Ready to get your hands dirty in the yard, but unsure of where to start? Planning a summer cutting garden can be your easiest and most rewarding garden project. Learn the basics and transform your space in just one weekend.

Give me one weekend, a patch of full sun dirt and just a bit of pocket change and I'll give you a cutting garden that will bring you more joy than any farmers market flowers. Nothing delights me more than clipping a bouquet of sunflowers, sweetpeas and fresh herbs for my kitchen table every week. Even if you swear by your black thumbs, I promise you can nurture a thriving haven for bumblebees, butterflies and birds and delight in your own home flower garden. Here's my step-by-step guide to planting a cutting garden.

Tools you will need:

  • Shovel and/or hoe
  • Hand shovel and rake
  • Gloves (optional)
  • Organic fertilizer
  • Organic soil (several bags depending on your space)
  • Ground cover (several bags depending on your space)
  • Seeds and seedlings (see recommendations below)

Prep your soil

shovel in soilFirst things first. All dirt is not created equal. Never plant anything in soil that has not been prepared (e.g. turned over and fed). Your plant babies will benefit from a home rich in nutrients and with good drainage (loosened dirt). Fertilizing and composting is a science and there is much to read up on when it comes to balancing the pH of your soil, but I keep it simple by focusing on sun-loving plants that will thrive on an initial feeding of this organic fertilizer and then monthly feedings of an all-purpose fertilizer.

Get ready to work your soil as soon as winter has broken and the risk of frost is over. Every part of the country has its own distinctive climate and micro-climates, so if you're really unsure of when to start planting, visit your local nursery. Try to avoid the weekends when it will be overly crowded, and seek out a knowledgeable employee. Describe your project and ask for tips. Don't buy any plants or seeds on your first trip. Take photos and notes on any plants that strike your fancy and go home to digest the information. Or check out your local library's gardening section. They will likely have a selection of books relevant to your particular region and micro-climate.

Soak your dirt really well prior to digging. This will make your manual labor a bit easier. Work your existing soil by turning over the first six inches or so with a shovel and hoe. Clear area of rocks and leaves. After this is done, work in a bag or two of organic soil and compost from the nursery. This is the hard labor portion of the project. Start early in the morning and enlist some help, if you can. The sooner you are done, the sooner you can start planting.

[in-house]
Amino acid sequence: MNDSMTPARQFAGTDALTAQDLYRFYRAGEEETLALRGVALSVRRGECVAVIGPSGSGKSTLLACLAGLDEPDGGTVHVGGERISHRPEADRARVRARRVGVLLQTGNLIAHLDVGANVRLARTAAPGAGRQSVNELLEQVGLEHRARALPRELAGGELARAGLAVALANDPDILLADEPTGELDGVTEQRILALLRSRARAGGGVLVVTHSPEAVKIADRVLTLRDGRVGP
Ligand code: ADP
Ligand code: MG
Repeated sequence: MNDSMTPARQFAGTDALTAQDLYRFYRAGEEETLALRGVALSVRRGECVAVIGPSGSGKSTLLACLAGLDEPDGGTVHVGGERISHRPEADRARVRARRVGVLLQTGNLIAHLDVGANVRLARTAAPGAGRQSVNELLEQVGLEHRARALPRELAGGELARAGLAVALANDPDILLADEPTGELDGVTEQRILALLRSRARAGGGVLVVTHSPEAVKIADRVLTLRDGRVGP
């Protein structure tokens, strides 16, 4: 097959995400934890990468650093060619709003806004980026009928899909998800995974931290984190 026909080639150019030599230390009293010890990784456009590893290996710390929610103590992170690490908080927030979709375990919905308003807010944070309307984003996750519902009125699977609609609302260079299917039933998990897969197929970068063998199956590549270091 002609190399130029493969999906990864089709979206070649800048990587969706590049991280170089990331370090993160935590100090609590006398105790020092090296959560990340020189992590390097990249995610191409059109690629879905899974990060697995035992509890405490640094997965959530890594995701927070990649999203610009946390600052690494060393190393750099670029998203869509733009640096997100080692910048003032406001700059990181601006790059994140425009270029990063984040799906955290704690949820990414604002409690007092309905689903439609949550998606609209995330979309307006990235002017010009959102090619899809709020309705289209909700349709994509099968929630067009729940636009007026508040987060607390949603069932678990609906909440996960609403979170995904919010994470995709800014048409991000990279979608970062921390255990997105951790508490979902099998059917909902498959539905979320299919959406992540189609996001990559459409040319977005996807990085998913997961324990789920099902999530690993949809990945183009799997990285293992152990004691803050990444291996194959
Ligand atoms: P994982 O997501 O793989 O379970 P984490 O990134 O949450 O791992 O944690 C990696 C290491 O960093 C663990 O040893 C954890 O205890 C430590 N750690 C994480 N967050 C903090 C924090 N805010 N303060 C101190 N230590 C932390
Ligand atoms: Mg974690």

Design like a pro

Flower garden flowers

Now you can start designing your garden. I like to sketch my space and roughly diagram what I want to plant. As I plan, I make a list of plants, seedlings and seeds I'll be looking for on my nursery run. Think about your space. Can you fit one row of plants, two or three? Sketch from back to front, starting with your tallest flowers or climbers and finishing up with your ground cover, herbs or small pops of color. Start small and space plants according to their directions. Don't be tempted to fill every patch of dirt. Your plants will grow and they need space to develop their roots. You can always fill in with nursery goodies as the season progresses. Always best to start small. The following are easy to start from seeds and are great along a fence:

Note^Start seeds in an empty egg carton indoors in a sunny window. Transplant them to your garden when they are an inch or so tall.

Flower garden in progress

Back row

From seeds:

  • Sunflowers
  • Morning glory vine
  • Nasturtium vine (delicious edible flower)

From seedling:

  • Delphinium

From bulb or seedling:

  • Dahlia

Middle row

I like to fill a middle row with hearty plants that will stay all year-round. These are investment pieces like rose bushes and lavender. While lavender is inexpensive, it is sturdy and evergreen and will produce flowers for most of the year. Many rose bushes will bloom for up to half the year. They will need to be cut way back for the winter, but your first spring buds will more than make up for the barren months. I cannot get enough of my hot pink and bright orange roses. They absolutely make any bouquet a show stopper. Mix in some cosmos or poppies for added visual interest.

Plants and seedlings:

  • Tea roses
  • Lavender
  • Cosmos
  • Echinacea
  • Gerbera daisies

From seeds:

  • Cosmos
  • Poppies

Front row

Your front row should be reserved for small flowers to add color (these can be switched out every few months as the seasons change), ground cover and herbs.

Seedlings:

  • Pansies
  • Rosemary
  • Thyme
  • Mint (keep it trimmed back as it can be invasive) 

Flower garden in bloom

The finishing touches

After you have planted your babies, cover all exposed soil with a mulch or ground cover. This will help keep moisture in the ground after waterings, prevent soil erosion and help to choke out weeds. It also gives your space a neat and tidy appearance.

Flower garden bouquetThe fruits of your labor

Once your garden starts to bloom, don't be afraid to pick flowers. Trimming your plants (or deadheading spent flowers) will encourage new growth. I love to mix a single rose with one other show stopper like a dahlia or delphinium, a handful of lavender and some sprigs of herb for added fragrance and greenery. These make cheerful and organic-looking bouquets for your nightstand and your neighbors. Remember to water daily during the warmest months, weed weekly and feed monthly. Your garden will delight you for many months to come.


More gardening tips

A pallet garden for small spaces
Herb garden in a box
How to create a kid-friendly and parent-friendly backyard

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